Category Archives: Music

The Psychology of Music second edition edited by Diana Deutsch

This book is a comprehensive introduction to the field of music psychology. It’s also designed so that you read only the chapters that have topics you are most interested in (for example, neural networks). This book is absolutely a must-read if you are in the field or trying to enter it, or are extremely interested in the topic. If you want some light reading that gives an introduction, this is not it. All of the chapters are written by top individuals in the field and they are all very scientific. This is a bit like reading many scientific papers on a topic, so it can be exhausting.

Advertisements

Leave a comment

Filed under Music, Nonfiction, Psychology, Science

The Mastery of Music: Ten Pathways to True Artistry by Barry Green

This book is all about the characteristics that musicians need in order to succeed (since the author is a professional double bass player, he knows what he’s talking about), told from the perspective of the musicians that the author feels most embody these characteristics (for example, CONFIDENCE: From Bravura to Integrity is discussed with trumpet players). I couldn’t put this book down. He talked to some of the top musicians in the world, and they told us stories that make them seem just like all of us amateur musicians (except more skilled of course). I was so motivated by the suggestions they made that I practiced much more carefully for the next several weeks. I am now so much better prepared for the group I’m playing in this weekend because of these improvements I made! Any musician can learn something from this book. Even if you aren’t a musician, there is something for you! Mr. Green spends some time in each chapter discussing how to extend these characteristics into the rest of your life, something applicable to everyone!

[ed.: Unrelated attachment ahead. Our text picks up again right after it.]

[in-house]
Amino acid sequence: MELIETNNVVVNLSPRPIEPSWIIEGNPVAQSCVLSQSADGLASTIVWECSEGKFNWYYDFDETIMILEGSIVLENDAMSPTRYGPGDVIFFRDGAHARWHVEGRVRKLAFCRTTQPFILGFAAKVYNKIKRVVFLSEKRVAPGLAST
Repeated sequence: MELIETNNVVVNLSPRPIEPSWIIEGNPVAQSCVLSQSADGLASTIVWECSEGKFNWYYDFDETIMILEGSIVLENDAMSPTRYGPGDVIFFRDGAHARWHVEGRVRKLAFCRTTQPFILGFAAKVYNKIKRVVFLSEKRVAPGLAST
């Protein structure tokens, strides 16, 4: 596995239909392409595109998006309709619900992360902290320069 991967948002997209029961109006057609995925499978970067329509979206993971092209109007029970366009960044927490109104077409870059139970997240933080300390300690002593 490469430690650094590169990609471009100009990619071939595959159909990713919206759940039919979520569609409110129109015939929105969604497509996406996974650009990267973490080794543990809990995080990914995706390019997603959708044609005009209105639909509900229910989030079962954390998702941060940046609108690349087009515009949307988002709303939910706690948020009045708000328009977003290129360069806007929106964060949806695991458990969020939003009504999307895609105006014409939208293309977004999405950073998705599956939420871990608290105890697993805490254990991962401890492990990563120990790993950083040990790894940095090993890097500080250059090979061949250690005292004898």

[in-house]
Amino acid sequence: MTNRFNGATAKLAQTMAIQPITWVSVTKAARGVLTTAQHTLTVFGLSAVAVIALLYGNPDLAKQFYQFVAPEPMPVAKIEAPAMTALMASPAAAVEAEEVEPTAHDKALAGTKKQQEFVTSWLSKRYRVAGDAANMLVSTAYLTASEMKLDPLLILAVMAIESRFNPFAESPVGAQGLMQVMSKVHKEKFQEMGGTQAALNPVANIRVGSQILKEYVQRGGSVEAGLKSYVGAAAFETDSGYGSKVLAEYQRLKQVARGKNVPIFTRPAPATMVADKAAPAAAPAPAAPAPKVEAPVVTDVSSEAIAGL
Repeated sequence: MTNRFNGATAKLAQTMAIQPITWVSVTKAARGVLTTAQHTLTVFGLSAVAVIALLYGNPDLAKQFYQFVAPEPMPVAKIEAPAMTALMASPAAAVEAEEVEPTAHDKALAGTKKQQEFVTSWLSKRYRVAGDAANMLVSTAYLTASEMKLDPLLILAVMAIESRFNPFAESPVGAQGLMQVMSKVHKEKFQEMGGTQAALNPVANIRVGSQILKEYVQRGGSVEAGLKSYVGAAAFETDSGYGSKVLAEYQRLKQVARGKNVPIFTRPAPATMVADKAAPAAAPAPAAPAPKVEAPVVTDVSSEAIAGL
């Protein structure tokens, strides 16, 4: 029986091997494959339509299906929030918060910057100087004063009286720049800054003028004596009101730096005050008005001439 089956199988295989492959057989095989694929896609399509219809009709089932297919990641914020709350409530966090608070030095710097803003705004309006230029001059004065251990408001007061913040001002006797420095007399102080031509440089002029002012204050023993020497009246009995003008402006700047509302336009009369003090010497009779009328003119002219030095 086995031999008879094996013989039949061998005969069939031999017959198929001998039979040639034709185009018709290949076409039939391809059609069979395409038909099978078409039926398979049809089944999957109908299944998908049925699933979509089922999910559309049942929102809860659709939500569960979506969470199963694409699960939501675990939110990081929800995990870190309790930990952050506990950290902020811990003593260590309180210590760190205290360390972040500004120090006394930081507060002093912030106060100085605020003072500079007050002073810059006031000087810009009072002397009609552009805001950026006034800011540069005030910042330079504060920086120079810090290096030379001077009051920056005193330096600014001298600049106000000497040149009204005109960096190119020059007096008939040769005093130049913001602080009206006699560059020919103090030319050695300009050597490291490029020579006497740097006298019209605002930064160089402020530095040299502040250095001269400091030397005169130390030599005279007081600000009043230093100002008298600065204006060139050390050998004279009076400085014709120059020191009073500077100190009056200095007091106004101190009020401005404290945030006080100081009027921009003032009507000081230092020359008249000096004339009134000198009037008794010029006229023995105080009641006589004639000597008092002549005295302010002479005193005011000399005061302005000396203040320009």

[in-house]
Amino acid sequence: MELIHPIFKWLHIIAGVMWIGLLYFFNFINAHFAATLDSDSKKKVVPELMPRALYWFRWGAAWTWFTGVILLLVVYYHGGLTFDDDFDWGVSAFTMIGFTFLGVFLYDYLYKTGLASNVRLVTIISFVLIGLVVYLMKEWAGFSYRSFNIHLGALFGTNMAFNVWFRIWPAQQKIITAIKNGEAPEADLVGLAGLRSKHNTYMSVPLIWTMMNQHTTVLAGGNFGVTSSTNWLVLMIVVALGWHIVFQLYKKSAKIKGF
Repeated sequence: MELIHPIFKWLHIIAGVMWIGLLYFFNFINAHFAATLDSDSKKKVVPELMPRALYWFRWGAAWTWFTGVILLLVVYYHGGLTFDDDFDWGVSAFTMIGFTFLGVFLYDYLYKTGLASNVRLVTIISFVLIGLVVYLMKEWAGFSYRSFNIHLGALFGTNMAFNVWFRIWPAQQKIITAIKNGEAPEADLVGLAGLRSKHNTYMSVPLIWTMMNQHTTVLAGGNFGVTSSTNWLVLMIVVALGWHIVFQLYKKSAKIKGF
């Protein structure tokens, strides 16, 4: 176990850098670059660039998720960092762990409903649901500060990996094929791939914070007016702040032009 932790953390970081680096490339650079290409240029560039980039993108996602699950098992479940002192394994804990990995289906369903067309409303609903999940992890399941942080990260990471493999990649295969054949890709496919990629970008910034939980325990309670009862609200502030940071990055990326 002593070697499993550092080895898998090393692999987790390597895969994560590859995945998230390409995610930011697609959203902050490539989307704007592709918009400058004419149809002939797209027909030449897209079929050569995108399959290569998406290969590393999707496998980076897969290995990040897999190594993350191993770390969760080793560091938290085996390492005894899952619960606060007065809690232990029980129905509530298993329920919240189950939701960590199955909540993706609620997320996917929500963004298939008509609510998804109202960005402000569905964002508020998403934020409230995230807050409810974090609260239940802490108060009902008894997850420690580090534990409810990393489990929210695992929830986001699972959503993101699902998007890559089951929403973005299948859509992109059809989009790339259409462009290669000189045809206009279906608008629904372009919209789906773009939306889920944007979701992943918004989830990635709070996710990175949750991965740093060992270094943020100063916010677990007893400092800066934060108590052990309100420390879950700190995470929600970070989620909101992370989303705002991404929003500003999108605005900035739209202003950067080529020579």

Leave a comment

Filed under Music, Nonfiction

The Power of Music: Pioneering Discoveries in the New Science of Song by Elena Mannes

I’m very interested in music cognition, so this seemed like a great book to start out with. It was an easy read that was enjoyable, but at times it was preachy about the wonderfulness of music, which got a bit tiring. It also didn’t talk about the psychology of music nearly as much as I expected. If you’re interested in how musicians think about music, and the power that music can have, this is a great book. If you’re interested in the science of music, try something else.

Leave a comment

Filed under Music, Nonfiction, Psychology, Science